Groups representing laboratory interests are engaged in a full court press to gather Congressional support for their legislative agenda. One major victory for labs would be an end to the freeze on Medicare Part B laboratory fees.
Lab groups are particularly pleased that President Bushs 2003 budget proposal does not call for a continuation of the freeze, which has been in place since 1998. This is good news, says Joanne Glisson, vice president of governmental affairs for the American Clinical Laboratory Association (ACLA) in Washington, DC.
The American Association of Bioanlaysts agrees. If Congress doesnt take steps to put the freeze back in place, there will be a Consumer Price Index increase in the Medicare Part B fee schedule on Oct. 1, 2002, the start of the new fiscal year, says Mark Birenbaum, Ph.D., administrator for AAB.
Laboratory associations that are part of the laboratory coalition are pushing for other legislative priorities as well. The coalition held a Capitol Hill day on March 19 to gather support for passage of a specimen collection fee bill (HR 3388). The legislation would raise the draw fee from the current $3 to $5.25 in fiscal 2002 and be adjusted annually thereafter for inflation. The coalition includes the AAB, ACLA, and the College of American Pathologists.
On another front, Glisson said the ACLA is pleased that, as part of his bioterrorism preparedness efforts, President Bush has proposed making laboratory personnel eligible for existing training programs under the Health Professions Program (Title VII of the Public Health Service Act).
In a related development, Health and Human Services Department (HHS) Secretary Tommy Thompson also told the House Ways and Means Committee that the Administrations budget would provide critical resources to state and local organizations to improve laboratory capacity, enhance epidemiological expertise in identification, surveillance, and containment of bioterrorism-related diseases, and improve electronic communication and distance learning.
Another item on the legislative agenda for laboratory groups includes the provisions of what once was known as the Medicare Patient Access to Preventive & Diagnostic Tests Act. The measure (HR 1798) would reduce administrative complexity and ambiguity of Medicare rules related to clinical lab benefits and modernize payments for laboratory services by establishing a national Medicare fee schedule for lab tests.
As it now stands, Congress took pieces of this bill and put them in different places, says
Birenbaum. Some of the administrative reform provisions of the bill have been incorporated in a Medicare regulatory and contractor reform measure that passed the House in December. The Senate version of the measure (S 1728) is pending before the Finance Committee. Neither measure has a provision from the original bill that would have raised fees for current tests on the Medicare lab fee schedule to 100 percent of the national median.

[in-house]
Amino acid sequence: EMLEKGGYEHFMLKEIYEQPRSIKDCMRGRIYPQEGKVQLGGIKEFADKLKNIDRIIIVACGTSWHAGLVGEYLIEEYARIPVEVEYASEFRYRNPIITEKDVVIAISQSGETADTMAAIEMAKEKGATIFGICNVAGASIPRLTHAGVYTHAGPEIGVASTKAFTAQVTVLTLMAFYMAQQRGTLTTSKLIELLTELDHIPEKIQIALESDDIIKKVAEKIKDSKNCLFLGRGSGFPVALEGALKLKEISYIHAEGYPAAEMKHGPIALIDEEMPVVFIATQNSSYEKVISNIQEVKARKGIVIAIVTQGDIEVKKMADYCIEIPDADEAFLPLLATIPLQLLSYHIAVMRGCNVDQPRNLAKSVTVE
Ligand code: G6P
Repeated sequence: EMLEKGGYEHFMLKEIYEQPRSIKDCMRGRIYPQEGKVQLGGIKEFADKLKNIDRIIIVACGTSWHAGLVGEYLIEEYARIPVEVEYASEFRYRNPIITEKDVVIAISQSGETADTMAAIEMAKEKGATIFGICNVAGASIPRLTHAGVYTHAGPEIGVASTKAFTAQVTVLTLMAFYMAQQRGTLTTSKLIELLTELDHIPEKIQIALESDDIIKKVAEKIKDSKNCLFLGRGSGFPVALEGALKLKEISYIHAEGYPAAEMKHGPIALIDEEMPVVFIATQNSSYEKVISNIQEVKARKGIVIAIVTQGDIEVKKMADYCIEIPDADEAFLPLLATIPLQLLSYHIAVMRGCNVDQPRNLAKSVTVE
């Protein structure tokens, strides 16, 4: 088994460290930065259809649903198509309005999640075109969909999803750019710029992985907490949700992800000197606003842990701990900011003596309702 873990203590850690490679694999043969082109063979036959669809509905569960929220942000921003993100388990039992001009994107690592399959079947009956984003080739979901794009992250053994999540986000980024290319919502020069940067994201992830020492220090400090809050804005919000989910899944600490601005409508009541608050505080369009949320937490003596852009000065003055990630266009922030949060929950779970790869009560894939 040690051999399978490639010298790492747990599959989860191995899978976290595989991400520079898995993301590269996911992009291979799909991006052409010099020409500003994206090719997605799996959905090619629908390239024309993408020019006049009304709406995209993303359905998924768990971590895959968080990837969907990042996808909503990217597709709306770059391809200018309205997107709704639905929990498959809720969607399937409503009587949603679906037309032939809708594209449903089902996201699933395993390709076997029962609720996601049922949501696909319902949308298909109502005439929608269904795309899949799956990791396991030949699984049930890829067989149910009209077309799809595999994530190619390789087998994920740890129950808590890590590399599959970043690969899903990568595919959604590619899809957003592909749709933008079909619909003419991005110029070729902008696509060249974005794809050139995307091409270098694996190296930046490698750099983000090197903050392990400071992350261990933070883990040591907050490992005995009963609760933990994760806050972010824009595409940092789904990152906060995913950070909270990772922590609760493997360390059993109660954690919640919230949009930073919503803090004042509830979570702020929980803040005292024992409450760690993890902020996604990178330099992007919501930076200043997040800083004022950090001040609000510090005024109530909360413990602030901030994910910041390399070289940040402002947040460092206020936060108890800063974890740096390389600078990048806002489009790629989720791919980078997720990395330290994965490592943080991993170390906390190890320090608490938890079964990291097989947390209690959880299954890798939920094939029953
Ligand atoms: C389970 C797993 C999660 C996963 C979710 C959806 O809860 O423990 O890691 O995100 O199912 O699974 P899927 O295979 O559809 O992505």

Groups representing laboratories have expressed hope that in the coming months they will win Congressional support for many of these legislative priorities. Watch this space for updates.
New requirements set for lab directors
The Centers for Medicare and Medicaid Services (CMS) and the Centers for Disease Control and Prevention (CDC) recently proposed a change in the requirements for directors of laboratories performing high complexity testing.
Currently, under the Clinical Laboratory Improvement Amendments (CLIA), individuals are allowed to direct these laboratories if they have a science doctoral degree but dont have board certification. These requirements are in place until Dec. 31.
Under the proposed change, directors of these labs could use training and experience instead of board certification to qualify for the position. The requirements were scheduled to change in 1994 to a doctoral degree and board certification by an HHS approved board. Instead, the government kept extending the deadline for the change.
As currently proposed by the CMS and the CDC, the director would have to meet one of several different requirements to qualify as a director. He or she would have to hold a doctoral degree and be certified by a board that received HHS approval; or hold an earned doctoral degree and have at least six years of laboratory training or experience or both, including two years directing or supervising high-complexity testing.
There also is a grandfather option, for those performing high-complexity testing before Jan. 1, 2003. In this case the individual would have to have a doctoral degree in chemical, physical, biological, or clinical laboratory science; have two years of lab training experience, or both; and have two years experience directing high-complexity testing.
Groups representing labs are not enthusiastic about the proposed change, says AABs
Birenbaum. AAB, for example, questions why the existing four-year training and experience requirement is being extended to six years. AAB would prefer to have the doctoral degree and board certification requirement, he adds.
Joan Szabo is a Washington, DC, freelance writer specializing in healthcare issues. She has been writing the Washington Report column for MLO for five years.
© 2002 Nelson Publishing, Inc. All rights reserved.